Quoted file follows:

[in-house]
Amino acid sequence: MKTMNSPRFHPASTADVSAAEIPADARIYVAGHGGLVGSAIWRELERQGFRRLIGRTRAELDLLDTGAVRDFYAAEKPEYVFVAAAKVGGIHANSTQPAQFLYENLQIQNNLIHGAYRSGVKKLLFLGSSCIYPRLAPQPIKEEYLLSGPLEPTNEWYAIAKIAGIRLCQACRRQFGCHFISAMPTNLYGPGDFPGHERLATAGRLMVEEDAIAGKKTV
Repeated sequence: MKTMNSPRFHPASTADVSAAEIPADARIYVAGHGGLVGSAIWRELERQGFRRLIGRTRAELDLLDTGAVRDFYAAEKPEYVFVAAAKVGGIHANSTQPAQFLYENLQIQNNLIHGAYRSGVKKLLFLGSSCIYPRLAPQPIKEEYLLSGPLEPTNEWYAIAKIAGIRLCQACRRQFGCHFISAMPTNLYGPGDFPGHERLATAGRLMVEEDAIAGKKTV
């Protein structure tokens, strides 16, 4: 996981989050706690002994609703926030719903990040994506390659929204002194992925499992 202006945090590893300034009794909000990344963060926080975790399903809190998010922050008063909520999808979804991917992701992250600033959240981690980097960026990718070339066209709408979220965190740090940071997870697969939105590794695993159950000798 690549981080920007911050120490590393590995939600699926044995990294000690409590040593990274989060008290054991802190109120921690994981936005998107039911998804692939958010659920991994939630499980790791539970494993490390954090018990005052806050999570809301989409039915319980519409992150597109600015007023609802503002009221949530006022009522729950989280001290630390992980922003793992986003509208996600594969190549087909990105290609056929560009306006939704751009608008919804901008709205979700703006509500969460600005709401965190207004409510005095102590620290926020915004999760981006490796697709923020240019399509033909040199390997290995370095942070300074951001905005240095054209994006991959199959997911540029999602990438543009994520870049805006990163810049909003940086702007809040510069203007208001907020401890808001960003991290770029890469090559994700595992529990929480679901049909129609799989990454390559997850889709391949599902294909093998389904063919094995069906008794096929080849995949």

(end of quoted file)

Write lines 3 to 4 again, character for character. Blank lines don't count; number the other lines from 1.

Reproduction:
Repeated sequence: MKTMNSPRFHPASTADVSAAEIPADARIYVAGHGGLVGSAIWRELERQGFRRLIGRTRAELDLLDTGAVRDFYAAEKPEYVFVAAAKVGGIHANSTQPAQFLYENLQIQNNLIHGAYRSGVKKLLFLGSSCIYPRLAPQPIKEEYLLSGPLEPTNEWYAIAKIAGIRLCQACRRQFGCHFISAMPTNLYGPGDFPGHERLATAGRLMVEEDAIAGKKTV
């Protein structure tokens, strides 16, 4: 996981989050706690002994609703926030719903990040994506390659929204002194992925499992 202006945090590893300034009794909000990344963060926080975790399903809190998010922050008063909520999808979804991917992701992250600033959240981690980097960026990718070339066209709408979220965190740090940071997870697969939105590794695993159950000798 690549981080920007911050120490590393590995939600699926044995990294000690409590040593990274989060008290054991802190109120921690994981936005998107039911998804692939958010659920991994939630499980790791539970494993490390954090018990005052806050999570809301989409039915319980519409992150597109600015007023609802503002009221949530006022009522729950989280001290630390992980922003793992986003509208996600594969190549087909990105290609056929560009306006939704751009608008919804901008709205979700703006509500969460600005709401965190207004409510005095102590620290926020915004999760981006490796697709923020240019399509033909040199390997290995370095942070300074951001905005240095054209994006991959199959997911540029999602990438543009994520870049805006990163810049909003940086702007809040510069203007208001907020401890808001960003991290770029890469090559994700595992529990929480679901049909129609799989990454390559997850889709391949599902294909093998389904063919094995069906008794096929080849995949």